Emerging Contaminants Summit
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Emerging Contaminants Summit
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Helena Solo Gabriele Helena Solo-Gabriele
Professor of Civil, Architectural, and Environmental Engineering and Associate Dean for Research
University of Miami

Helena Solo-Gabriele is Professor of Civil, Architectural, and Environmental Engineering at the University of Miami, Coral Gables, Florida where she also serves as the Associate Dean for Research. After receiving her PhD in Civil/Environmental Engineering at the Massachusetts Institute of Technology, she joined the faculty at the University of Miami where she has conducted research and taught courses in environmental engineering for the past 25 years and served as Associate Dean for the past 15 years. Dr. Solo-Gabriele’s research focuses on fate and transport of contaminants in the environment with an emphasis on contaminants that are of human health concern. She has been funded to evaluate poly- and per-fluoroalkyl substances at landfills through grants funded by the Hinkley Center for Solid and Hazardous Waste Management and through the U.S. Environmental Protection Agency. Her work in this regard focuses on evaluating the fate of PFAS in landfill leachates, relationships with physical-chemical parameters, and the feasibility of on-site treatment systems. She collaborates closely with colleagues from the University of Florida (Tim Townsend, PI) where collectively they have been focusing on the fate of PFAS from landfill incinerator ash. Dr. Solo-Gabriele has published over 130 peer-reviewed journal articles many of which have documented the sources and distribution of contaminants in the disposal sector. She is currently serving as an expert member of the Guidelines Development Group of the World Health Organization for updating the Guidelines for Safe Recreational Water Environments. She also serves as an External Advisory Board member of the Oceans and Human Health and Climate Change Interactions at the University of South Carolina. Dr. Solo-Gabriele is a Fellow of the American Society of Civil Engineers.



SESSION KEYNOTE

Implications of PFAS in Landfill Leachates

Helena Solo-Gabriele1, Yutao Chen1, Hekai Zhang1, Yalan Liu2, Nicole Robey2, Timothy Townsend2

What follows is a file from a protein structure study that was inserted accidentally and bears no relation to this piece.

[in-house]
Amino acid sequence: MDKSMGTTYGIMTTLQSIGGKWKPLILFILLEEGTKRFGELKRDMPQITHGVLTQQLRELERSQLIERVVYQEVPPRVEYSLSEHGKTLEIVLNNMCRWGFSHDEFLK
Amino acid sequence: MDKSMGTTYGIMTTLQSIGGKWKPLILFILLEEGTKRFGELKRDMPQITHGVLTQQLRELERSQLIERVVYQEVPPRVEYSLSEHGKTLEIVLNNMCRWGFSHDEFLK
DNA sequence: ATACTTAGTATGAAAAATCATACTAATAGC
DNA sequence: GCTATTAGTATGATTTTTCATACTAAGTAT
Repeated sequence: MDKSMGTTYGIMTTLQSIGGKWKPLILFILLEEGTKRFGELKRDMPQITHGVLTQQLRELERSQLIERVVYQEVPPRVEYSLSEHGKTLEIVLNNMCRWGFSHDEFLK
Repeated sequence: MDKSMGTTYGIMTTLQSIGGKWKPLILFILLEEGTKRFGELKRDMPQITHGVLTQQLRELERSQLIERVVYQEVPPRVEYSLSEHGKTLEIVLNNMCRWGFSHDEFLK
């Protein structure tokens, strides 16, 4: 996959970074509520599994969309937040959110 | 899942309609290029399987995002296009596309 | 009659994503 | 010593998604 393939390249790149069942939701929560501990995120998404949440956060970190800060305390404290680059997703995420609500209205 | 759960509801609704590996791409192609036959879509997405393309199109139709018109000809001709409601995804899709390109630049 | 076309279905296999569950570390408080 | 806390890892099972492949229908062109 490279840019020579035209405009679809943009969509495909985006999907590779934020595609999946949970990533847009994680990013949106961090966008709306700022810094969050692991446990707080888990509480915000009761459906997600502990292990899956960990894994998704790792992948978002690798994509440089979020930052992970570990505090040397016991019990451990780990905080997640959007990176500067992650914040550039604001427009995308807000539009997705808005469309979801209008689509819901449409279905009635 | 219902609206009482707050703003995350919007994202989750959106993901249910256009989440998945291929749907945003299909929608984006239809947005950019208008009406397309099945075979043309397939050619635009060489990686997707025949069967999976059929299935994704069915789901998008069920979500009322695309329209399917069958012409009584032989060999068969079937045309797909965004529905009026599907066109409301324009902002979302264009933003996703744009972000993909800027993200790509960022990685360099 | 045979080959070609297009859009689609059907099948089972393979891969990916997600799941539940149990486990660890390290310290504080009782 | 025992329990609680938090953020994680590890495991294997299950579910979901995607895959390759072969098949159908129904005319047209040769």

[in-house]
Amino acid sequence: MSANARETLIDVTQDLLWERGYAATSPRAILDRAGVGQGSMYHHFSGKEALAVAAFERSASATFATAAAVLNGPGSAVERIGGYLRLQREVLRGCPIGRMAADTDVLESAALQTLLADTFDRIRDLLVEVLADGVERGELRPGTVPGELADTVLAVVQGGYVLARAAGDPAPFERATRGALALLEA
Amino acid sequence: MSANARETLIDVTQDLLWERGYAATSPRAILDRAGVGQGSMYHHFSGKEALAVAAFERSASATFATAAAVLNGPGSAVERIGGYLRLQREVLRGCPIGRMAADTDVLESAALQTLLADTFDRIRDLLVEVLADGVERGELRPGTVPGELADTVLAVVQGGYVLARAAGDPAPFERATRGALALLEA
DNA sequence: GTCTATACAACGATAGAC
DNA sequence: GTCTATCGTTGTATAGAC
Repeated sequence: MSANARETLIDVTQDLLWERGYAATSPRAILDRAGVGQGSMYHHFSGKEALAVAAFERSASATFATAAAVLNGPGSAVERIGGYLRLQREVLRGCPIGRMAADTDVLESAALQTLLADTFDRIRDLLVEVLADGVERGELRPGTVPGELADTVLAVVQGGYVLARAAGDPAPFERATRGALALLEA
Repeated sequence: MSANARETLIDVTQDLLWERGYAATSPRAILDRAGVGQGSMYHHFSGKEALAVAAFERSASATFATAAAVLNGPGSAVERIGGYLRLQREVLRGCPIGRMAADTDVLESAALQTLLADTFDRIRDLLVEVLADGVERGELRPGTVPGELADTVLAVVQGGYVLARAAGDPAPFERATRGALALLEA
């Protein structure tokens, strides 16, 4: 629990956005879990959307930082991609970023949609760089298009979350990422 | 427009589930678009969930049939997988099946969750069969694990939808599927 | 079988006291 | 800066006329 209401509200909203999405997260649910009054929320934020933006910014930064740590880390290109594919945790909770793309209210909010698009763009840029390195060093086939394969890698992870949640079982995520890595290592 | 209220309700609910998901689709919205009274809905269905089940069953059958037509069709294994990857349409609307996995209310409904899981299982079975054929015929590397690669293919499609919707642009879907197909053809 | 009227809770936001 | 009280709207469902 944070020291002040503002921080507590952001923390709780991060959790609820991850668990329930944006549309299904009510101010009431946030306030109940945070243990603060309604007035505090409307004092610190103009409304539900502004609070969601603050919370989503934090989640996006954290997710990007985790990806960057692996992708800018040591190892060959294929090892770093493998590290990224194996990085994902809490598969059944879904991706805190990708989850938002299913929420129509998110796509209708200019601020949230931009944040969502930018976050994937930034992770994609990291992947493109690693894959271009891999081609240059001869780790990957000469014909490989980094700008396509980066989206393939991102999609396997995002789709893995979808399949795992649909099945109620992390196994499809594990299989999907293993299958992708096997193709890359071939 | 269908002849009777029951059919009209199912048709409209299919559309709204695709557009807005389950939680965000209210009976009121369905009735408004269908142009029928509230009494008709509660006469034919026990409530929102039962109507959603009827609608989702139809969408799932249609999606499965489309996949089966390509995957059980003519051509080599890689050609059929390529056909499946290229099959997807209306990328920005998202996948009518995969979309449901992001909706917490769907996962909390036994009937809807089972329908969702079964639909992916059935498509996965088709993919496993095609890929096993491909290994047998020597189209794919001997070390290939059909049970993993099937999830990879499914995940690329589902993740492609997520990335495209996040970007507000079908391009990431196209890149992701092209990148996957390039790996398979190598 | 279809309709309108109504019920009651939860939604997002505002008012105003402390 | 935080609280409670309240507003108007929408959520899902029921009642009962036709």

Landfills receive discarded consumer products, many of which contain poly- and perfluoroalkyl substances (PFAS). As a result, leachates from landfill have elevated levels of PFAS. This study focused on evaluating 26 PFAS species (11 perfluoroaklyl carboxylic acids, 7 perfluoroalkyl sulfonates, 5 fluorotelomers, and 3 perfluorooctane sulfonamides) within aqueous samples collected from 33 landfills. Eleven of these landfills had on-site leachate treatment systems (5 evaporation ponds, 2 aeration systems, 1 sand filtration, 1 powdered activated carbon, 2 reverse osmosis). Samples collected included groundwater, stormwater, gas condensates, and leachates from municipal solid waste (MSW), construction and demolition waste (C&D), and MSW ash (MSWA). Results show that total PFAS concentrations were variable within groundwater and storm water with mean levels for groundwater of 1,100 ng/L and for storm water of 700 ng/L. The sites with highly elevated total PFAS in groundwater (5,000 to 10,000 ng/L) were characterized by unique landfill designs that could have contributed towards the elevated levels. Higher levels were observed in gas condensate (mean of 11,500 ng/L) with this liquid type representing the highest concentration measured to date through the current study (maximum of 81,000 ng/L). Among the landfill leachates, MSWA tended to have the lowest levels of total PFAS on average (mean of 7,500 ng/L), followed by C&D (mean of 9,700 mg/L) and MSW (mean of 18,500 ng/L). Among the treatment systems reverse osmosis was the most effective with over 99% reductions in total PFAS within the permeate. Mass balance analysis is needed to assess removals afforded through landfill pre-treatment and the relative contribution of treated and untreated leachates to receiving water bodies which may include deep well injection, wastewater treatment plants, and water reuse systems.


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